Less original but almost as moreish is The General, Sean's interpretation of brilliant board game Stratego. Never played it? You should. It's like chess spliced with Minesweeper and Guess Who. Bearing in mind how important subterfuge and bluffing are in the original game, the silicon opponents provided (there are eight, each with a slightly different approach and skill level) are remarkably sharp. Just in case you do eventually weary of Bruno, Pamela and chums, this is one of the four titles in the pack with multiplayer (the others being Slay, Football-o-saurus and Conquest).

Everybody should have at least one Risk clone tucked away on their hard drive. This one - Conquest - is the best I've come across. An able AI, and a good choice of custom maps and rule options, make conquering a pleasure whether you're warring in Europe, Hyboria, or a giant outline of Snoopy. Encouraging stealthy work-place imperialism, the game starts and shuts-down instantaneously, automatically saving and loading any games in progress (Slay and The General do the same). Convenient.

I realise I'm covering the games in rough order of personal preference. This means Niggle deserves to be next. A digital version of a card game the O'Connors play at Christmas, it doesn't sound great on paper. Don't be put off. This is fun; it's certainly superior to all those joyless poker variants that masquerade as entertainment. An easy-to-learn trick-taking game, its hook is that each of the each players attempt to predict the number of tricks they're going to win. Trying to match your prediction - thus scoring maximum points - means you're frequently trying to lose tricks rather than win them. Surprisingly tactical, Niggle is another pleasant way to liven up a limp lunch hour.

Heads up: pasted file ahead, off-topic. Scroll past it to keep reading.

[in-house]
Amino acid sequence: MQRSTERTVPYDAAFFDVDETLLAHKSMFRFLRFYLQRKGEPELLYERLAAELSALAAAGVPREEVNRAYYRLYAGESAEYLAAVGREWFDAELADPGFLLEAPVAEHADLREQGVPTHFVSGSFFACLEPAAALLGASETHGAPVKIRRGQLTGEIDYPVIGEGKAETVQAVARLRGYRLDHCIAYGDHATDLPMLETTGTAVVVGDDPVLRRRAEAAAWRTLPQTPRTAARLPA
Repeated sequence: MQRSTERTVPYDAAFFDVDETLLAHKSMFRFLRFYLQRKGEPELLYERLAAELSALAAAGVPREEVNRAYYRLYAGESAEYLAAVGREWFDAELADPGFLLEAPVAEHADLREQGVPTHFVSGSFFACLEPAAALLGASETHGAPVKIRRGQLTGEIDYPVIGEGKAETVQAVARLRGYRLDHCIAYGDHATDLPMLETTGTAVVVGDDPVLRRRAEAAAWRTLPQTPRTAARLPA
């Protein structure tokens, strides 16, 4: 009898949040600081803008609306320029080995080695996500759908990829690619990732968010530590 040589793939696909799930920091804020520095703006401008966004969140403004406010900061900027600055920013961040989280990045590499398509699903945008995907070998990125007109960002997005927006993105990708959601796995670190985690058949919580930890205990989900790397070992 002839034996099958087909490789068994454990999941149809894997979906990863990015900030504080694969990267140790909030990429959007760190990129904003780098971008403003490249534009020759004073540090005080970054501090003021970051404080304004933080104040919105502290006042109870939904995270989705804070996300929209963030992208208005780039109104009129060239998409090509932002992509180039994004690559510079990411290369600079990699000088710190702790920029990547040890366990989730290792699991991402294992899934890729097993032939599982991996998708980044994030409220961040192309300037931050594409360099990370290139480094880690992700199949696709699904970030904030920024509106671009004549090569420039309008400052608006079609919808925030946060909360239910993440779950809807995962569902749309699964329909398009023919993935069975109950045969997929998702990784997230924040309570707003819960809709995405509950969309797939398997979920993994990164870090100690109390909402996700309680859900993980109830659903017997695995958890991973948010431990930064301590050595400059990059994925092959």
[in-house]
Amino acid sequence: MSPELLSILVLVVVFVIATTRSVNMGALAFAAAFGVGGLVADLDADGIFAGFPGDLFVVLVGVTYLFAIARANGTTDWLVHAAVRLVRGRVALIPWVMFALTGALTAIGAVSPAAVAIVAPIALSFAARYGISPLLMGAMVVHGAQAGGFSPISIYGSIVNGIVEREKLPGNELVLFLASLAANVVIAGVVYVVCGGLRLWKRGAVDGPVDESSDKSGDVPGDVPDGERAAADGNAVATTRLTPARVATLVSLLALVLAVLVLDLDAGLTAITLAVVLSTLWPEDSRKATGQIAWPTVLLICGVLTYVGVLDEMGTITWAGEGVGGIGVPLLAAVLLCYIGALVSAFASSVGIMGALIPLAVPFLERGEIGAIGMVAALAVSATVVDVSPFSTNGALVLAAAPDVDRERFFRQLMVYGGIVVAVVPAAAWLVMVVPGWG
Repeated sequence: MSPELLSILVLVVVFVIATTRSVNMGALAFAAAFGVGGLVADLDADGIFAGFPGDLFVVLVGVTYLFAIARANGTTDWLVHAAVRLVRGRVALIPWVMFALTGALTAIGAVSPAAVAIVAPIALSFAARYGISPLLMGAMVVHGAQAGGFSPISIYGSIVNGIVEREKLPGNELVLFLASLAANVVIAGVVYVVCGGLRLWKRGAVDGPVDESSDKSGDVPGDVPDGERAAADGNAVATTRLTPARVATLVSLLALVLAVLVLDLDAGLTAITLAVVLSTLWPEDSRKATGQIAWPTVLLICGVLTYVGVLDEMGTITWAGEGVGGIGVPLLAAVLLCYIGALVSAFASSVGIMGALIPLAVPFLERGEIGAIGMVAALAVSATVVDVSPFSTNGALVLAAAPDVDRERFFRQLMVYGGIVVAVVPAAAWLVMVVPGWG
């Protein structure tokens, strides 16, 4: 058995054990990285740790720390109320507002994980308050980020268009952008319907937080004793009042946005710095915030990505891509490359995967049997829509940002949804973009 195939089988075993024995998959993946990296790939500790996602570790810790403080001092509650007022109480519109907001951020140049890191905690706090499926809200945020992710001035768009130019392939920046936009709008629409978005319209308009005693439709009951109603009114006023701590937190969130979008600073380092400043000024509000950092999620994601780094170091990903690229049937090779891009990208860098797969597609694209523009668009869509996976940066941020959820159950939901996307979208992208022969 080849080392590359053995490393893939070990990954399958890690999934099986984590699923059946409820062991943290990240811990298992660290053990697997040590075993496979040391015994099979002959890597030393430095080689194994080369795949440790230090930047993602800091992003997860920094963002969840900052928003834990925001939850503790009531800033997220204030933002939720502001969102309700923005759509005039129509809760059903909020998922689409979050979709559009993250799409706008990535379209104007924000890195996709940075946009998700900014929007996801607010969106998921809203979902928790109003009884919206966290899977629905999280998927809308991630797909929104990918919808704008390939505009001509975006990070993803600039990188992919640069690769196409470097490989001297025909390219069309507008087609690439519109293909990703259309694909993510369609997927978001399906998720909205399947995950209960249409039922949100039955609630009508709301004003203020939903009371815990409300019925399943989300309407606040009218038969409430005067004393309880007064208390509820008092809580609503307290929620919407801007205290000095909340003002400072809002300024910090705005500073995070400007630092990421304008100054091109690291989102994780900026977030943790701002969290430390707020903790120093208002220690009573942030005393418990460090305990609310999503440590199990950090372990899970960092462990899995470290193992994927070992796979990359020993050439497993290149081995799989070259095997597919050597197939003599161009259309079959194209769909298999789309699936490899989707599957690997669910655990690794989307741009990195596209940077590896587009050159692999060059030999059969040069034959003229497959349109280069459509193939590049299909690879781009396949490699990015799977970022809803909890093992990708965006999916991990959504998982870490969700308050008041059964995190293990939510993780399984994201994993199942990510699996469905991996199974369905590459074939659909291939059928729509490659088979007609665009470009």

Stegosaurs aren't allowed to play unless they wear tail corks.

Football-o-saurus - Sensible Rugby with thunder lizards, forward passes, and no kicking - is the closest thing to an arcade game in the pack. Mechanics are simple but effective: steer your dino around the field hoping to attract a pass or clatter slow and sloppy opponents. In possession it's all about getting the pigskin out to promisingly positioned team-mates as rapidly as possible, then running into space. Dither and you'll be dispossessed. Tactics are limited to picking one of half-a-dozen formations before a match. Would I pay GBP 13 - the standalone price for a Sean O'Connor game - for it? No, but it's balanced and fluid enough to draw me back now and again. One day Tarpit Athletic will make it into the first division.

Mother Of All Battles is a homage to Empire, one of the very first PC wargames. Imagine Civ without economics, culture or diplomacy and you're pretty much there. Seize cities, and then use them to produce the military hardware necessary to take further cities. Random maps and canny silicon adversaries ensure interesting games, but the experience seems cold and colourless in comparison with Sid's masterpiece.

Last and least there's the controversial End of Atlantis. This solid port of the board game Escape From Atlantis had a sci-fi makeover after complaints from the copyright holder. The switched setting doesn't do it any favours, but, like all the games here, it will snare you given half a chance.

Yes, you can criticise Sean for his amateurish artistic skills, or his lack of adventurousness (how about a few more original designs?) but it's impossible to deny the magnetic allure of the games he produces. Even if you only get serious mileage out of two or three titles in this bundle, you're still getting a bargain.

8 / 10